Charity starts at home: Proposed amendments pertaining to public benefit organisations in the 2023 Budget

In our 2023 Special Edition Budget Speech Alert released last week, we discussed several of the proposed amendments affecting individuals, trusts and companies, including businesses in various industries. Some of the amendments that were not discussed relate to public benefit organisations (PBOs) and other tax-exempt entities that are approved under sections 30, 30A, 30B and 30C of the Income Tax Act 58 of 1962 (ITA). We briefly discuss those amendments here, along with an update on the additional requirements that now must be met for the issue of receipts issued under section 18A of the ITA.

2 Mar 2023 5 min read Tax & Exchange Control Alert Article

At a glance

  • Proposed amendments affecting public benefit organisations (PBOs) and tax-exempt entities include the clarification that "person" refers to a natural person, expanding disclosure provisions for section 18A approved organisations, and additional requirements for issuing receipts under section 18A.
  • The requirement of persons accepting fiduciary responsibility for PBOs and other entities is being clarified to ensure that no single person controls the decision-making powers of the entity.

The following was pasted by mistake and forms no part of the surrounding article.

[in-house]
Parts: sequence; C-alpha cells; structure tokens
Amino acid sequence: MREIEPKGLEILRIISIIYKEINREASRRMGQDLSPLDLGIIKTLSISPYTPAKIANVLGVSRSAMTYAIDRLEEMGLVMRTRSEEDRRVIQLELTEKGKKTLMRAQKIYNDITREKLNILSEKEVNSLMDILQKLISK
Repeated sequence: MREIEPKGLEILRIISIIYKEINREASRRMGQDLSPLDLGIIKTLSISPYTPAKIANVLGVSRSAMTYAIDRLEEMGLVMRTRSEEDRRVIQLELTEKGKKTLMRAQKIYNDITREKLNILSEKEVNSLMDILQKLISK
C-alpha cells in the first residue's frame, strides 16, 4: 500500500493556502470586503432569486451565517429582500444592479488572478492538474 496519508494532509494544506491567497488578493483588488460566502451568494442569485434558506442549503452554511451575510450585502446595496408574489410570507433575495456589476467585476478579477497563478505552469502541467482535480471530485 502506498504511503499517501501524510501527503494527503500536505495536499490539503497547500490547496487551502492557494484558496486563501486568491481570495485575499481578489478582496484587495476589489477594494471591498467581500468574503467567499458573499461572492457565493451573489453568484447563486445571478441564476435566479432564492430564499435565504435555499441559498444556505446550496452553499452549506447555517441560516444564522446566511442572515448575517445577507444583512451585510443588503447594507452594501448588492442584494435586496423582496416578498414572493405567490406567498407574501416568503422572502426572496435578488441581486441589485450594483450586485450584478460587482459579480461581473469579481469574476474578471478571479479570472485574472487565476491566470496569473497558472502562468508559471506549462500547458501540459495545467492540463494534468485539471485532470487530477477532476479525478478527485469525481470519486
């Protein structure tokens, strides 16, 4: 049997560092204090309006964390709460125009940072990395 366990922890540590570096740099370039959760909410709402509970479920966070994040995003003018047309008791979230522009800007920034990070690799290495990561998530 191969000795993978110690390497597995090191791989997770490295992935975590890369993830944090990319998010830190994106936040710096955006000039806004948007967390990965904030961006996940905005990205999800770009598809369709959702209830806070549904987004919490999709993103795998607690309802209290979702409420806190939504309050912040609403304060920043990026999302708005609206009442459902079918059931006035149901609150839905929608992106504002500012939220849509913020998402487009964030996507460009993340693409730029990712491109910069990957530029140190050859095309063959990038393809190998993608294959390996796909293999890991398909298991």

• The disclosure provisions are being expanded to allow the South African Revenue Service (SARS) to disclose all entities with section 18A approval, not just PBOs, and additional information must be included in receipts issued under section 18A. These changes may promote public awareness and enhance data collection processes for SARS.

Persons accepting fiduciary responsibility

In terms of section 30 of the ITA, one of the requirements to become an approved PBO is that an organisation must appoint at least three persons, who are not connected persons in relation to each other, to accept fiduciary responsibility for the organisation. Section 30A, dealing with recreational clubs, section 30B, dealing with tax-exempt associations, including trade unions or chambers of commerce, and section 30C, dealing with small business funding entities, also contain this requirement. In practice, this would mean that if the entity takes the form of a trust, there would be at least three unconnected trustees that take fiduciary responsibility, or where it takes the form of a non-profit company, this requirement would be met through the appointment of three unconnected directors. In the case of section 30 of the ITA, it is also expressly stated that no single person may directly or indirectly control the decision-making powers of the entity.